LANSING, Mich. — How school bus inspections should be handled in the future given the impending end to the state’s annual inspection program is drawing opposing views from those who will be affected by the change.
Officials for the Michigan State Police told the Lansing State Journal that they hope lawmakers will introduce and pass legislation that formally transfers the responsibility for conducting the inspections from state police to local school districts.
Shanon Banner, spokeswoman for the state police, added that some lawmakers had intended to shift that responsibility when they cut the department's funding for the program this fiscal year from $1.4 million to $421,000.
The cut to the funding reduces the number of inspectors from 15 to four staff members who will perform intermittent inspections of some school districts' buses, rather than annual inspections of all districts’ buses.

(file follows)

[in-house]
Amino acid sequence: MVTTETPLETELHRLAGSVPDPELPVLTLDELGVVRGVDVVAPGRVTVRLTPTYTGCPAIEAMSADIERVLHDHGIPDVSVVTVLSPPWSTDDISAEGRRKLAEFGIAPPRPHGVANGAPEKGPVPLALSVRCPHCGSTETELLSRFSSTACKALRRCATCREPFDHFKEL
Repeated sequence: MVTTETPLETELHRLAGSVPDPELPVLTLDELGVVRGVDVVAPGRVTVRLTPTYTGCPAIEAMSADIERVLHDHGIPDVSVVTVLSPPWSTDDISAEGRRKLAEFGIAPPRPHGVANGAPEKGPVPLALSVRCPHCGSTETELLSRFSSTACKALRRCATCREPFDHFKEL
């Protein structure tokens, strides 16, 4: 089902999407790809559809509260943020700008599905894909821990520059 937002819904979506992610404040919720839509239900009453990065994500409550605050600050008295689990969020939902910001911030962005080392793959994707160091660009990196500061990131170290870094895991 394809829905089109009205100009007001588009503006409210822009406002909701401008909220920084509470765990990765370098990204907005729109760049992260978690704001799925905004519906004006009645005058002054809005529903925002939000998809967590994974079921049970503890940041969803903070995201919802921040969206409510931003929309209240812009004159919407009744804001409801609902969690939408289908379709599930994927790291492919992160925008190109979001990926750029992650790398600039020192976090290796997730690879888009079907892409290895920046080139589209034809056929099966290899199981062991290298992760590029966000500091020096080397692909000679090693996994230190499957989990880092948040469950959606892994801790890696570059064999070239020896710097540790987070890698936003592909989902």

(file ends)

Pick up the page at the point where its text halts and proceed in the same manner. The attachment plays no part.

"We think it's a good compromise to be able to do the random and intermittent (inspections)," Banner told the news source. "It will allow us to focus on those districts that have a history of violations."
Ken Moore, president of the Michigan State Employees Association, which represents the inspectors, disagreed, telling the Lansing State Journal that it doesn’t make sense to weaken a program that has ensured children's safety as they travel to and from school. He also noted that if lawmakers shift the inspection responsibility to school districts, districts must either pay to train their own mechanics to perform inspections or contract for the service.
Paul Wegmeyer, supervisor of transportation for Holt (Mich.) Public Schools and chairman of the legislative committee for the Michigan Association for Pupil Transportation, expressed a similar sentiment, saying that shifting the inspection responsibility to districts would mean ending a consistent, reliable program that has held districts accountable.